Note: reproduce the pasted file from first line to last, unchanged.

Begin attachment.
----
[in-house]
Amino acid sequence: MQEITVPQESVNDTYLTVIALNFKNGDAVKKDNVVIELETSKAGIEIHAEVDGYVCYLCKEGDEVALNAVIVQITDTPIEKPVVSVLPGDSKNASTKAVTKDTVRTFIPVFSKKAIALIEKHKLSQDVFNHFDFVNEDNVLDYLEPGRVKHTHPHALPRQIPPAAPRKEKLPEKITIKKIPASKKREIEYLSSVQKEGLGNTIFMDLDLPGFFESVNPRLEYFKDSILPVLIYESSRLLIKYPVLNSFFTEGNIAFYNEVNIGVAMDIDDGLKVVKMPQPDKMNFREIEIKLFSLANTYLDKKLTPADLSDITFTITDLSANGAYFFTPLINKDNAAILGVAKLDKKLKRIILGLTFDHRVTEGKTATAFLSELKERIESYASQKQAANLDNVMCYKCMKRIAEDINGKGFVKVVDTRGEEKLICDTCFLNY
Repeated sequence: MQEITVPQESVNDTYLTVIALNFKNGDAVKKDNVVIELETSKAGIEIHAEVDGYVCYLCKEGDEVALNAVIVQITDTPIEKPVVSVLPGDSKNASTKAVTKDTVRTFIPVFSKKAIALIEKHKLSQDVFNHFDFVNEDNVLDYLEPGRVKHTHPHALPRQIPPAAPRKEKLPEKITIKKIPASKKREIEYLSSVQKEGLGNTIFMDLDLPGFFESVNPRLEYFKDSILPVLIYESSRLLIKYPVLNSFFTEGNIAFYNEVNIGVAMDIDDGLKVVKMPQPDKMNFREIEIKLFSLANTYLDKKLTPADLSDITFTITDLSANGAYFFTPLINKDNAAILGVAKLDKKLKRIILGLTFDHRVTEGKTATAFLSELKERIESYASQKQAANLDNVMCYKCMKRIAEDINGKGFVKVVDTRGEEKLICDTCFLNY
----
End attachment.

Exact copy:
[in-house]
Amino acid sequence: MQEITVPQESVNDTYLTVIALNFKNGDAVKKDNVVIELETSKAGIEIHAEVDGYVCYLCKEGDEVALNAVIVQITDTPIEKPVVSVLPGDSKNASTKAVTKDTVRTFIPVFSKKAIALIEKHKLSQDVFNHFDFVNEDNVLDYLEPGRVKHTHPHALPRQIPPAAPRKEKLPEKITIKKIPASKKREIEYLSSVQKEGLGNTIFMDLDLPGFFESVNPRLEYFKDSILPVLIYESSRLLIKYPVLNSFFTEGNIAFYNEVNIGVAMDIDDGLKVVKMPQPDKMNFREIEIKLFSLANTYLDKKLTPADLSDITFTITDLSANGAYFFTPLINKDNAAILGVAKLDKKLKRIILGLTFDHRVTEGKTATAFLSELKERIESYASQKQAANLDNVMCYKCMKRIAEDINGKGFVKVVDTRGEEKLICDTCFLNY
Repeated sequence: MQEITVPQESVNDTYLTVIALNFKNGDAVKKDNVVIELETSKAGIEIHAEVDGYVCYLCKEGDEVALNAVIVQITDTPIEKPVVSVLPGDSKNASTKAVTKDTVRTFIPVFSKKAIALIEKHKLSQDVFNHFDFVNEDNVLDYLEPGRVKHTHPHALPRQIPPAAPRKEKLPEKITIKKIPASKKREIEYLSSVQKEGLGNTIFMDLDLPGFFESVNPRLEYFKDSILPVLIYESSRLLIKYPVLNSFFTEGNIAFYNEVNIGVAMDIDDGLKVVKMPQPDKMNFREIEIKLFSLANTYLDKKLTPADLSDITFTITDLSANGAYFFTPLINKDNAAILGVAKLDKKLKRIILGLTFDHRVTEGKTATAFLSELKERIESYASQKQAANLDNVMCYKCMKRIAEDINGKGFVKVVDTRGEEKLICDTCFLNY